Neuroblastoma is the most common extracranial solid cancer in childhood [10], and is therefore of high interest. This neuroendocrine tumor originates most frequently in one of the adrenal glands, but it can also develop in the neck, chest, abdomen, or pelvis. The majority of children are diagnosed with advanced stage disease and, despite intensive therapy that includes highly toxic chemotherapy, surgery and bone marrow transplantation, children with high-risk neuroblastoma have survival rates of only ~50% [10]. Our group has recently demonstrated that copper is important for neuroblastoma progression and intracellular copper levels are ~50% higher in neuroblastoma cell lines compared to normal human fibroblasts. This is associated with high expression of the high affinity copper transporter 1 (CTR1) [11].

To target copper dependent tumors, our group developed a flavonoid conjugate, Dextran-Catechin, which has a unique mechanism to target copper in cancer cells, as its anticancer activity is not due to copper chelation, but instead to the generation of oxidative stress as a consequence of the intracellular reaction between Dextran-Catechin and copper [11]. This is a new approach that has potential for targeting elevated copper in a range of cancers as it was shown to be less toxic to normal cells. Moreover, we have showed that Dextran-Catechin decreases the level of cellular glutathione (GSH). Since GSH plays a key role in regulating copper uptake and in the expression of CTR1 in cells [12], in this paper we investigate the effect of Dextran-Catechin on the regulation of copper homeostasis in neuroblastoma. Even though there are well established techniques to study the expression of the copper transporters and intracellular copper levels in vitro, there is a dearth of methods to examine copper levels in vivo. In order to gauge the potential utility in the clinical setting, there is a strong requirement for a highly specific methodology that can be used to understand and examine the mode of action of new copper-targeting drugs in tumors, while simultaneously monitoring full-body copper homeostasis in vivo.

Copper radionuclides have been used in high sensitivity Nuclear Medicine diagnostic tests, such as Positron Emission Tomography (PET). Among them, 64Cu is the most used, due to its manageable half-life (12.7h), relatively low positron energy (0.652MeV, similar to the most utilized 18F) and its wide availability at biomedical cyclotrons (through (p,n) production route). An additional point of interest, which is driving the utilization of 64Cu for diagnosis, is the availability of 67Cu, that could offer a direct therapeutic application, following a straightforward theranostic approach [13]. This radiometal is typically employed as a chemically complexed tag linked to a targeting moiety; however, the simple [64Cu]CuCl2 form has also demonstrated its utility in cancer imaging. In particular, this simpler tracer was first used in 2005 to image a mouse model of hepatoma by Peng [14], and since then it has been used for preclinical PET imaging of various cancers, including colorectal cancer, prostate cancer, fibrosarcoma, melanoma, ovarian cancer, glioblastoma, head and neck cancer and breast cancer. Clinical imaging employing [64Cu]CuCl2 is at very early stages and the first example was published in 2015 for staging prostate cancer patients [15].

In this study we investigated the effect of Dextran-Catechin activity on the regulation of copper homeostasis in tumors. We applied, for the first time, [64Cu]CuCl2 PET imaging as an important monitoring tool to understand the activity of copper targeting anti-cancer drugs and its effect on the homeostasis and physiology of copper in vivo. In particular, we tested this approach in a neuroblastoma xenograft model following treatment with the copper targeting agent Dextran-Catechin [11,14]. Our results conclusively show that Dextran-Catechin induced a downregulation of CTR1 specifically in cancer cells, which resulted in a reduction of intra-tumor copper levels. Importantly, no copper deficiency was observed in blood and in non-target organs of the treated animals, highlighting the potential targeted activity of Dextran-Catechin.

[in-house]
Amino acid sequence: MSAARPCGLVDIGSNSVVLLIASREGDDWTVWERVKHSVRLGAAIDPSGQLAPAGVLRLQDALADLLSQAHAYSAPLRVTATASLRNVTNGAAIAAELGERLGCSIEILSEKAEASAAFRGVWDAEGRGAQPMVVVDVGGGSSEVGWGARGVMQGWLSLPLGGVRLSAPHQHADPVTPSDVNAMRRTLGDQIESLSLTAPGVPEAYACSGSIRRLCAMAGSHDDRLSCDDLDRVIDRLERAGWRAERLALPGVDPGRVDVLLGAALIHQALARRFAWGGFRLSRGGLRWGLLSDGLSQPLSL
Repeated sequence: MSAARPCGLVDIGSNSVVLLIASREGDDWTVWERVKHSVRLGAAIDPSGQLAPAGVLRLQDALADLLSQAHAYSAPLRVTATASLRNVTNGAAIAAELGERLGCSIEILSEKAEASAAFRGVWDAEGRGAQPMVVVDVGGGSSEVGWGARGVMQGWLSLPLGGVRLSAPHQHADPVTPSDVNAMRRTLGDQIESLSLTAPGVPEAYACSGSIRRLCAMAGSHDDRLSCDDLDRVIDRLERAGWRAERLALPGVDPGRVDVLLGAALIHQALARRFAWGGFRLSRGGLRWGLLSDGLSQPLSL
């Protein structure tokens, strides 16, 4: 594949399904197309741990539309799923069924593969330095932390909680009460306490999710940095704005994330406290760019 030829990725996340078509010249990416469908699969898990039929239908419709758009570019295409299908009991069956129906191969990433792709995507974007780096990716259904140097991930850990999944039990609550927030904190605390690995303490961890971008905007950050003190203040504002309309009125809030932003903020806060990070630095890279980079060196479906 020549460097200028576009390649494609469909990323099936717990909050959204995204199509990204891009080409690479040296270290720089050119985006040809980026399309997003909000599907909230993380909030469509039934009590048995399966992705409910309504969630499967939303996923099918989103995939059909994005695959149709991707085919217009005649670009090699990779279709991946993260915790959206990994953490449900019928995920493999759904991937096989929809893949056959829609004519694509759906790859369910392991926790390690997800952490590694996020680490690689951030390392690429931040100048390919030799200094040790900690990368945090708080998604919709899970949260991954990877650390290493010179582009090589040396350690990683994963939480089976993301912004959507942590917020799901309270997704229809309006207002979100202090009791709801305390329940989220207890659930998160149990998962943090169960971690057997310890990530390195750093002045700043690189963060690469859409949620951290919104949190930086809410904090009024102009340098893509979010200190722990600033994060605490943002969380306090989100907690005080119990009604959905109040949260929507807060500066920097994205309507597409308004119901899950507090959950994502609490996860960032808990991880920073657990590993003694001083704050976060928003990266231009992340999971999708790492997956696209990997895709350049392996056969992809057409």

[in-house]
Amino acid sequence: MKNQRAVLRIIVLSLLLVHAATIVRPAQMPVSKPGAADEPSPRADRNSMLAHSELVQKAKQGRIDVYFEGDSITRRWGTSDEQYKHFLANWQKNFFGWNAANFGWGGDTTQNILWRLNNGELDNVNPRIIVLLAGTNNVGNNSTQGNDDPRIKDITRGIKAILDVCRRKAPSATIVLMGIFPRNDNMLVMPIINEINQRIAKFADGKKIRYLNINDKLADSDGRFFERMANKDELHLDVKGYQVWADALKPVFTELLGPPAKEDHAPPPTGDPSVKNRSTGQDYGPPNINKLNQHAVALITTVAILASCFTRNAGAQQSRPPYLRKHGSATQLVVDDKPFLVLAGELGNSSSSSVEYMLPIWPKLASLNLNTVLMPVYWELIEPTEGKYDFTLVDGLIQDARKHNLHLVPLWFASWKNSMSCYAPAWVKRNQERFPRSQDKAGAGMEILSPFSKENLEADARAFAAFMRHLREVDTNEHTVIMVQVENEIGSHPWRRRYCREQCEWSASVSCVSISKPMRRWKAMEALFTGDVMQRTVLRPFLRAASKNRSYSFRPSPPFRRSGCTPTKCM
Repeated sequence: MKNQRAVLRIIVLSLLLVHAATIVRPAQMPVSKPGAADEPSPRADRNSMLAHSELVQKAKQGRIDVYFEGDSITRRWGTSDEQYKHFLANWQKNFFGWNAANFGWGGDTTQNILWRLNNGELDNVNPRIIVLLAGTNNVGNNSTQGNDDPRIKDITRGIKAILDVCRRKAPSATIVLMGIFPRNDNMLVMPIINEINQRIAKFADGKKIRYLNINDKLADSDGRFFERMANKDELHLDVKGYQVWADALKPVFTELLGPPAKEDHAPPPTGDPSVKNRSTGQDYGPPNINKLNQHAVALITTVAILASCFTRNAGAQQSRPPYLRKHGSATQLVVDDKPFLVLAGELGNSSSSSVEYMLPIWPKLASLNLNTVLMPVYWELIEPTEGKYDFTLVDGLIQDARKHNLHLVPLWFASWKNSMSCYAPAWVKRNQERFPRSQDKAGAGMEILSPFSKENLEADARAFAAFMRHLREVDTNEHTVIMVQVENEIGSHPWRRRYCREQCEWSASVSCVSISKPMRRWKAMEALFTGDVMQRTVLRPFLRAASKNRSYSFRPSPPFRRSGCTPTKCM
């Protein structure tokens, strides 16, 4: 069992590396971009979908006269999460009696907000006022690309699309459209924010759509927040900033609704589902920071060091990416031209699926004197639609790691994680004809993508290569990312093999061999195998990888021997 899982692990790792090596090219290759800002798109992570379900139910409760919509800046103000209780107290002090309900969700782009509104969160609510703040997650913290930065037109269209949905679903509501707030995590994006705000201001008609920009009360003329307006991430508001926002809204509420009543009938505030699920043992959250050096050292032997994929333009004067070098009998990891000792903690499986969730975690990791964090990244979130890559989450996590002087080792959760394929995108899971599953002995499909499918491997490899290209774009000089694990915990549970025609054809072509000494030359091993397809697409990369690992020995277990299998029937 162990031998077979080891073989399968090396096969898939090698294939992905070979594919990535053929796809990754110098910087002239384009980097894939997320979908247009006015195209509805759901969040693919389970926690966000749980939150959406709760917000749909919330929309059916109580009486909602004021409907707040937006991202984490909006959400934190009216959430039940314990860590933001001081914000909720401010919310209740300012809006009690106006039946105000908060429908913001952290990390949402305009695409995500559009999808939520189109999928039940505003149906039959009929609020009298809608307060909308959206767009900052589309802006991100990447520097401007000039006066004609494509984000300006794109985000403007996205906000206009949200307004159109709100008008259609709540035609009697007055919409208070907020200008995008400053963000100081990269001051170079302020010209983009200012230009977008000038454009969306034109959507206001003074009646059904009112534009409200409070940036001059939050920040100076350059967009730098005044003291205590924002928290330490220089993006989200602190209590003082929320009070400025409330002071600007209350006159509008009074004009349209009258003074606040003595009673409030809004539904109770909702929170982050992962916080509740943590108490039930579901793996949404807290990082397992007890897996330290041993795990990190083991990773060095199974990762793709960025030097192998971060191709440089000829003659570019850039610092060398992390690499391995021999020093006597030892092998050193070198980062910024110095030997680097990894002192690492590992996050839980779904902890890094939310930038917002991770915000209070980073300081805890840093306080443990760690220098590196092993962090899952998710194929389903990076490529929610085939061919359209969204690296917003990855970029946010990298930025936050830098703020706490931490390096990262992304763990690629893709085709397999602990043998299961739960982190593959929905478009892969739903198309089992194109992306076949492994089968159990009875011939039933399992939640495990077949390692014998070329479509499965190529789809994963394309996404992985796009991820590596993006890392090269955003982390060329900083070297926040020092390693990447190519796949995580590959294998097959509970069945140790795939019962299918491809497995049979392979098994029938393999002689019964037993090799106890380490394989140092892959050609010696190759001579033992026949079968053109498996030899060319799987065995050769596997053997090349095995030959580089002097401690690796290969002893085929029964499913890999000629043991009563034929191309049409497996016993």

Elevated levels of CTR1 are expressed in neuroblastoma tumors

Despite the use of aggressive therapy, survival rates for neuroblastoma are poor and children who survive experience long term side effects from the treatment [16]. More effective and targeted therapies are therefore urgently required. We previously demonstrated that in neuroblastoma cell lines the expression of copper transporter 1 (CTR1) is responsible for copper uptake, and the levels of intracellular Cu are higher than non-malignant cells [11], however, the clinical relevance of CTR1 expression was not described. To address this, we analyzed CTR1 expression in archival neuroblastoma samples. We performed CTR1 immunohistochemistry staining on tissue microarray (TMA) slides containing tumor sections from 90 neuroblastoma patients and compared these samples with sections of normal human liver and kidney from 6 healthy donors (Table 1 and Figure 1). Liver is the major copper storage organ and its CTR1 expression level is considered as a control for normal ranges, whereas kidney presents the highest CTR1 expression level compared to other organs. As such, liver and kidney represent physiological basal and elevated CTR1 expressing tissues, respectively. Positive pixel counting analysis was used to rank controls and neuroblastoma tissues. A threshold at 10,000 positive pixel/µm2 was arbitrarily established to discriminate basal and elevated CTR1 expression levels. Similarly, a threshold at 25,000 positive pixel/µm2 was established to define strongly elevated CTR1 expression levels. Our results showed that 18% of neuroblastoma tumors present similar CTR1 levels compared to liver (positive pixel count <10,000 pixel/µm2), while 82% were higher (positive pixel count >10,000 pixel/µm2). Interestingly, 31% of cases have shown CTR1 expression exceeding the levels observed in kidney (positive pixel count >25,000 pixel/µm2). This important finding demonstrates the elevated expression of CTR1 in neuroblastoma. The copper dependency of neuroblastoma and the high expression of the CTR1 led to the selection of this tumor as a model to study the effect of Dextran-Catechin in targeting copper homeostasis.